In Bob Byington's anti-romantic comedy Somebody Up There Likes Me, characters get married, divorced, and die. There's no climax, just a bunch of people waiting around. The title, borrowed from a 1956 film starring Paul Newman, seems arbitrary. The plot hinges on a mystical suitcase, which seems cool at first, but ultimately underscores the meaninglessness of life. Somebody is nihilistic, misanthropic, and weirdly relaxing. I've never seen anything like it.
Discerning cineastes may think of "polish" and "accessibility"� as bad things; in Byington's case, they are not. The Austin-based director's two previous films, RSO (Registered Sex Offender) (2008) and Harmony and Me (2009), suffered from flippancy and poor casting. Somebody is also flippant, and many of the same faces are here, but the director's touch is getting lighter. Meanwhile, he's working with a larger budget. The film has way too many logos in it, presumably out of promotional consideration; sometimes it feels like one of those maps distributed by the small-town chambers of commerce with creatively scaled cartoon pictures of whatever restaurants and shops paid to be included, but if product placement means higher production values, that's fine. It pays off, thanks to the clean cinematography of Sean Price Williams and the understated score by Vampire Weekend's Chris Baio. Integrated with Baio's music are animated interludes by Bob Sabiston, which smooth the way for the story's chronological ellipses – 35 years condensed into 76 minutes.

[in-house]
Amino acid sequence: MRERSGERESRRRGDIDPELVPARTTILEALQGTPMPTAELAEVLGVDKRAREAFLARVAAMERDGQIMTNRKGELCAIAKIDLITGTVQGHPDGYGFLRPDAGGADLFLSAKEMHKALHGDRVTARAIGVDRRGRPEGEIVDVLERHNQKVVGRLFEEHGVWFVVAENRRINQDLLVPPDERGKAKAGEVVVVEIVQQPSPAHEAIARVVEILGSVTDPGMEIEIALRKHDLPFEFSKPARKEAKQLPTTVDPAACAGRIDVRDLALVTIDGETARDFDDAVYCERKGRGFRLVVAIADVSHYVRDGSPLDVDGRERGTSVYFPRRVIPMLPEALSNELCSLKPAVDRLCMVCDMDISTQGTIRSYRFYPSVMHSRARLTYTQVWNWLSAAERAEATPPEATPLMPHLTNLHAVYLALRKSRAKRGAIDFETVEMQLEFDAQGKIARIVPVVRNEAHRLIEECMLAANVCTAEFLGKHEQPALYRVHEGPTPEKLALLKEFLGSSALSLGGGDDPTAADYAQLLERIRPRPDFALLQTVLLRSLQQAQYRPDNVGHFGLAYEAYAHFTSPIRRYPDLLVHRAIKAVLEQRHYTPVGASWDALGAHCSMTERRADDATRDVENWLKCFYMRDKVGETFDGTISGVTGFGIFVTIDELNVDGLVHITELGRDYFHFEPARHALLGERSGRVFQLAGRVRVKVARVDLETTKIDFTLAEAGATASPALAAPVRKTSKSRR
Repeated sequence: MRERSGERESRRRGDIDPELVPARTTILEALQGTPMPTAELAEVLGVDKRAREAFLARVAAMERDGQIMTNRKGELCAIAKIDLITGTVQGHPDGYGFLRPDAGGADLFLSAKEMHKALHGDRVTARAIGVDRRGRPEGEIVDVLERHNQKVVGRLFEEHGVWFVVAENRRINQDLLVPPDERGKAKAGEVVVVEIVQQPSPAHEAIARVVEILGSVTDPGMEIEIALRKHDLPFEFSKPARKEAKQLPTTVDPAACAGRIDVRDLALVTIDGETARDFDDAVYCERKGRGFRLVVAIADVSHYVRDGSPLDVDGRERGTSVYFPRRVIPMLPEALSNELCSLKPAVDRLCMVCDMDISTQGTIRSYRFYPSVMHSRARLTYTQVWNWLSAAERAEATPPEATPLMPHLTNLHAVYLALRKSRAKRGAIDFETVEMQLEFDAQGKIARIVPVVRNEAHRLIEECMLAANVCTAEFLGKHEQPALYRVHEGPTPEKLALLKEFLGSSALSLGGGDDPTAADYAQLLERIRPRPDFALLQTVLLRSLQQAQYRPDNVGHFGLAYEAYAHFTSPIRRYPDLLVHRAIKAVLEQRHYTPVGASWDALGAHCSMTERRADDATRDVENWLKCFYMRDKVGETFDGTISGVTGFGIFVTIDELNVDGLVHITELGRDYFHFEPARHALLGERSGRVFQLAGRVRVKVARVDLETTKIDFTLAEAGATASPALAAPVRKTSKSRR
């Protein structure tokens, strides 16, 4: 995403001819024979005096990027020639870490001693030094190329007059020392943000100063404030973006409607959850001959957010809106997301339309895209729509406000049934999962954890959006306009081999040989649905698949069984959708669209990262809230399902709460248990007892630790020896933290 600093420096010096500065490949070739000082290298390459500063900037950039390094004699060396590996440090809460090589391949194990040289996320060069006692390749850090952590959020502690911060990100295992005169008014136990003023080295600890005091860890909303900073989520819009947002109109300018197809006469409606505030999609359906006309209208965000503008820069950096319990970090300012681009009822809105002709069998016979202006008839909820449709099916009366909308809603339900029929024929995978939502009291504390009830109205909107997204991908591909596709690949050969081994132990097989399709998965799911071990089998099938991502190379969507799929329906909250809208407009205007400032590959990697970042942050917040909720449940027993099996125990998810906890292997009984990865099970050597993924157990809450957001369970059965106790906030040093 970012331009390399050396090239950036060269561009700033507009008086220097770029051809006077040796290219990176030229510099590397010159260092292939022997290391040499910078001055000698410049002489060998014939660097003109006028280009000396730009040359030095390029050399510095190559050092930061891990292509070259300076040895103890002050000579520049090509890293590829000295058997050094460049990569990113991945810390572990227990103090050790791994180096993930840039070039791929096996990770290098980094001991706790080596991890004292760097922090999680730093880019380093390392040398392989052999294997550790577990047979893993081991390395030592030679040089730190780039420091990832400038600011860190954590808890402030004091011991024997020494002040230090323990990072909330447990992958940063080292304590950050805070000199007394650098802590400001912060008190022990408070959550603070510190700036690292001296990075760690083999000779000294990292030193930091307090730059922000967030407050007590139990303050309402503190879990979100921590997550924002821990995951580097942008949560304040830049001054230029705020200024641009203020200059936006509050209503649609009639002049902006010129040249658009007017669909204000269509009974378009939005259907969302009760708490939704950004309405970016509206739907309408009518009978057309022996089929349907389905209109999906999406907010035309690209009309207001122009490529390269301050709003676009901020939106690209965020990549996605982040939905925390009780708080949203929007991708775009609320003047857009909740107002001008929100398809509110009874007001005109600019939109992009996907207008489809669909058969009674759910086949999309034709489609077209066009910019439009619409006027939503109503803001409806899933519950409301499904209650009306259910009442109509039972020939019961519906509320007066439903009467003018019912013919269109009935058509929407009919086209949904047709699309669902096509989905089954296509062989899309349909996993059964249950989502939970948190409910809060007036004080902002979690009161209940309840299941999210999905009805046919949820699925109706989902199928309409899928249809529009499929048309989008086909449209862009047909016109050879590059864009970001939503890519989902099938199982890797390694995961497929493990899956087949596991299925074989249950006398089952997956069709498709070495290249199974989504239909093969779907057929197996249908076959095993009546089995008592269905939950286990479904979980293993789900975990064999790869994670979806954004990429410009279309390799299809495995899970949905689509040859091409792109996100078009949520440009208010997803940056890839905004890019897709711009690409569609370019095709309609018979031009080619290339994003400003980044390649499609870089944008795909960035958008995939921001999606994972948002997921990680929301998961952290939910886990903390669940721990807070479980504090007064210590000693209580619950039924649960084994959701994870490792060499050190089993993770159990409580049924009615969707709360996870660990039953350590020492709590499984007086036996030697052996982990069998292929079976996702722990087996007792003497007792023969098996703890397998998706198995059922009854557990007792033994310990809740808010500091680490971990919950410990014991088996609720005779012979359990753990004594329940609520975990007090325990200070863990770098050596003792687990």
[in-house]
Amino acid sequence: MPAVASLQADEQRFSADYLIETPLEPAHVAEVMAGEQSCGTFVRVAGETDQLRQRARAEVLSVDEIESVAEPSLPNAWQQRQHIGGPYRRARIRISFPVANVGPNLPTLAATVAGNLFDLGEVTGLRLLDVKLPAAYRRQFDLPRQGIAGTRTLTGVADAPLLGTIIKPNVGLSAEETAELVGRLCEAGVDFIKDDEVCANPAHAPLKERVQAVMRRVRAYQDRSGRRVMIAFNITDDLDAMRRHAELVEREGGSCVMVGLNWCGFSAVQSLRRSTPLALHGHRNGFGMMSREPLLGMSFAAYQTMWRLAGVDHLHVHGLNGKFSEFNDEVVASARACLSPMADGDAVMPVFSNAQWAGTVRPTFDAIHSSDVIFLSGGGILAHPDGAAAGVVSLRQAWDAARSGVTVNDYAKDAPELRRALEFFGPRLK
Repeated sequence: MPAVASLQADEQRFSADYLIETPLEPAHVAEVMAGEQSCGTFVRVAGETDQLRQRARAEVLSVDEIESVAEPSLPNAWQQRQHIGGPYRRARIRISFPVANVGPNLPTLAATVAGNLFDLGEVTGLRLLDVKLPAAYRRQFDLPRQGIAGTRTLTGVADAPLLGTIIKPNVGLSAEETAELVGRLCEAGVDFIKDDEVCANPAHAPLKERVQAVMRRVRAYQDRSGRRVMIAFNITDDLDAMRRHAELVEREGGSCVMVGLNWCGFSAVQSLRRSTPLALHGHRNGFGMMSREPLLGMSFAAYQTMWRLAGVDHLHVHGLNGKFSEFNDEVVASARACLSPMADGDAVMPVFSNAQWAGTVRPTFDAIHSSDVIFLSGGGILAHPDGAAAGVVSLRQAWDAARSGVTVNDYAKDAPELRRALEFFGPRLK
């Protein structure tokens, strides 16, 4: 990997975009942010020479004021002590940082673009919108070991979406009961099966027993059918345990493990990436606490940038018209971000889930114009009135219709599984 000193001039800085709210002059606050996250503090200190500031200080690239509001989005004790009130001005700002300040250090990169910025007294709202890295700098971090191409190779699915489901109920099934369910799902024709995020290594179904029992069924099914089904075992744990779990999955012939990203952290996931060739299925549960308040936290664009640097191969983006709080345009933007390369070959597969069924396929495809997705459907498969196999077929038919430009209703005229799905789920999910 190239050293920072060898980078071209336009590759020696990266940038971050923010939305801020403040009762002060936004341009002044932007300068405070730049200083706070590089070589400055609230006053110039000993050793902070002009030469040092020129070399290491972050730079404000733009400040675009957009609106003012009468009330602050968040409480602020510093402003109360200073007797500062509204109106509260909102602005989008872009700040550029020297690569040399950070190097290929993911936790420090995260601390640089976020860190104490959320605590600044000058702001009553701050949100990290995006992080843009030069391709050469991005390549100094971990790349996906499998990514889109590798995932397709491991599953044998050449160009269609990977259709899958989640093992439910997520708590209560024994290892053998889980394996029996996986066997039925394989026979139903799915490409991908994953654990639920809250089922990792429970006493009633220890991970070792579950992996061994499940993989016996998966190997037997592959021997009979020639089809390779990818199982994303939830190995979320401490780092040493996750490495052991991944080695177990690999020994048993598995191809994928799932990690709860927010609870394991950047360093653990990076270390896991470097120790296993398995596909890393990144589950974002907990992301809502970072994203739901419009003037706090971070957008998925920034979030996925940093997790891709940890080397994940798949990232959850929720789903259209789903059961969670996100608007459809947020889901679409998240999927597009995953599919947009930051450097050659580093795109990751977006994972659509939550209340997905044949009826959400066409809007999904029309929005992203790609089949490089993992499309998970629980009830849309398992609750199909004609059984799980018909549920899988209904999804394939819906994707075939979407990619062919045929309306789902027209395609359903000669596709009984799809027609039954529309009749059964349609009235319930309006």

On the upside, all the right actors are in the right places: Poulson, who had minor roles in Byington's two previous films, plays Max, a drowsy ne'er-do-well, a neo-Dorian Gray whose access to the contents of the aforementioned suitcase keeps him perennially young. Max's stoic attitude behooves him; just look at what happens to his wife, Lyla (Weixler), a once-sweet girl whose optimistic expectations set her up for snowballing bitterness in middle age. Even-keeled Max gets along better with Sal (Offerman), a philosophical waiter at the steakhouse where Max works. Offerman is a scene-stealer, and we can expect to see him in a lot more movies from now on. It doesn't matter what he's doing – sucking helium, misusing words, driving a golf cart, standing still – he kills. Byington has found some funny women as well. In addition to Weixler, there's Mullally (who's married to Offerman in real life) as the world's worst therapist. One of the best exchanges in the film is a session between the two.
Byington has got me thinking about the art of absurdist comedy. You can't just steamroll the audience with kookiness like Quentin Dupieux does in Wrong. You have to tread lightly, with an acute awareness of when to ease off the pedal. Weddings and funerals work equally well as settings to magnify inappropriate behavior, whether it's Bob Schneider singing the Cars' "Double Life" at Max and Lyla's reception, or Max seducing the nanny (Hunt) at the memorial for Lyla's dad. It's OK to kill off characters at random, as long as the device is used to flesh out other personalities. And whatever the MacGuffin, it should have some kind of significance. Max's behavior rings true: What would we do with his youth-giving talisman? Probably the same thing we do with all our extra stuff. Stick it in a closet for a few years, and eventually throw it away.
For an interview with Bob Byington, see "Somebody Up There Likes Bob Byington", April 5.